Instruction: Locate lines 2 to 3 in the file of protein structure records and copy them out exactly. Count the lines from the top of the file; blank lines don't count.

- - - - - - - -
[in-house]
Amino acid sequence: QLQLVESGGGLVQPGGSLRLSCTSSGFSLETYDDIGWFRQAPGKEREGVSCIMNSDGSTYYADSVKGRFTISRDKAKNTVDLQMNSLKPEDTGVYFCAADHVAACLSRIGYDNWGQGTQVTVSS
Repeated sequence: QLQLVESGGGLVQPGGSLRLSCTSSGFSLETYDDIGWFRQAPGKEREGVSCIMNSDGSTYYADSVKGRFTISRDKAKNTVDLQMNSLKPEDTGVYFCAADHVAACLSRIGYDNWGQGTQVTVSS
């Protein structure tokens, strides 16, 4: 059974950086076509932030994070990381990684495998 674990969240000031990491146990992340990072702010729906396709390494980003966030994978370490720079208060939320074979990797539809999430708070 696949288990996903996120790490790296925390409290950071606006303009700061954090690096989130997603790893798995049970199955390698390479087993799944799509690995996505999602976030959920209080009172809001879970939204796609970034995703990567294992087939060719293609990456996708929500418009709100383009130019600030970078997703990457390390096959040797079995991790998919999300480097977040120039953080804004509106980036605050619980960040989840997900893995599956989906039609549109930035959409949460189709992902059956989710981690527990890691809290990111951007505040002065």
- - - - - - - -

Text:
Amino acid sequence: QLQLVESGGGLVQPGGSLRLSCTSSGFSLETYDDIGWFRQAPGKEREGVSCIMNSDGSTYYADSVKGRFTISRDKAKNTVDLQMNSLKPEDTGVYFCAADHVAACLSRIGYDNWGQGTQVTVSS
Repeated sequence: QLQLVESGGGLVQPGGSLRLSCTSSGFSLETYDDIGWFRQAPGKEREGVSCIMNSDGSTYYADSVKGRFTISRDKAKNTVDLQMNSLKPEDTGVYFCAADHVAACLSRIGYDNWGQGTQVTVSS